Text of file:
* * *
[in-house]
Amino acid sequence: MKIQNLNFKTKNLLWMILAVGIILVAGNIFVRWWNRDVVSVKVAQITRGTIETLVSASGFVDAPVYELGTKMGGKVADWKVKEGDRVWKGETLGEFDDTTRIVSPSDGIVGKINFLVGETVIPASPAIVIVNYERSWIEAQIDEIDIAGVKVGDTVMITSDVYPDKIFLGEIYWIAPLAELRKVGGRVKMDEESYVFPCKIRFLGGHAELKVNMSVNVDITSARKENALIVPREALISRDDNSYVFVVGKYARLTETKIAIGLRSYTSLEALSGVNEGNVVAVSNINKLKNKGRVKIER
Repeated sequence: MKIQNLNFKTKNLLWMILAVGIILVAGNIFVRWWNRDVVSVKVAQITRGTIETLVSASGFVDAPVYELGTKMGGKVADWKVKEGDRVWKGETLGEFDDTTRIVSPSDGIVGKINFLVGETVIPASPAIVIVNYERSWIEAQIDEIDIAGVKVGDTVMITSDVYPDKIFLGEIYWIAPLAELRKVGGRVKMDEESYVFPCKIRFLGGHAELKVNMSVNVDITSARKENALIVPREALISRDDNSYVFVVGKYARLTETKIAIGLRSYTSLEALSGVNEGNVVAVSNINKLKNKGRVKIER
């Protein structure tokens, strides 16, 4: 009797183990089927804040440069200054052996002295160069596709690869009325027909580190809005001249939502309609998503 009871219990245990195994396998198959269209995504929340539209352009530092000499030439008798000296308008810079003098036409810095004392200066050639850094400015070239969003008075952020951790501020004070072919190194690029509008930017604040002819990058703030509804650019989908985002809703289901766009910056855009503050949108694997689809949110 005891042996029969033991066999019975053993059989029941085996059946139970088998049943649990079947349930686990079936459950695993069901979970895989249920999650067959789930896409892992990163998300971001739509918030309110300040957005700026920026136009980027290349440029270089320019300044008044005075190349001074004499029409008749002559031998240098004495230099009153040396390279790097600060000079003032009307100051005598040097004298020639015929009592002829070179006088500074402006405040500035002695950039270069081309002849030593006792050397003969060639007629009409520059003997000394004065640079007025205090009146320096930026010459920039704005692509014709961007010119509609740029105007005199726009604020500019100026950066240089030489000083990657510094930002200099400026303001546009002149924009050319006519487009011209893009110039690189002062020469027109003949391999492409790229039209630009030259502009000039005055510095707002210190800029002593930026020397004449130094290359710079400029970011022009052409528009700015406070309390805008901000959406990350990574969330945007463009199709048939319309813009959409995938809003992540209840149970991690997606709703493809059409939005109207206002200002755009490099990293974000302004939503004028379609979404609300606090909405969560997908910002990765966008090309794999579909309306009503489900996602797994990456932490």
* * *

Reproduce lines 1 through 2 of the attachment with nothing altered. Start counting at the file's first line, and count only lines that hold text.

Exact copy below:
[in-house]
Amino acid sequence: MKIQNLNFKTKNLLWMILAVGIILVAGNIFVRWWNRDVVSVKVAQITRGTIETLVSASGFVDAPVYELGTKMGGKVADWKVKEGDRVWKGETLGEFDDTTRIVSPSDGIVGKINFLVGETVIPASPAIVIVNYERSWIEAQIDEIDIAGVKVGDTVMITSDVYPDKIFLGEIYWIAPLAELRKVGGRVKMDEESYVFPCKIRFLGGHAELKVNMSVNVDITSARKENALIVPREALISRDDNSYVFVVGKYARLTETKIAIGLRSYTSLEALSGVNEGNVVAVSNINKLKNKGRVKIER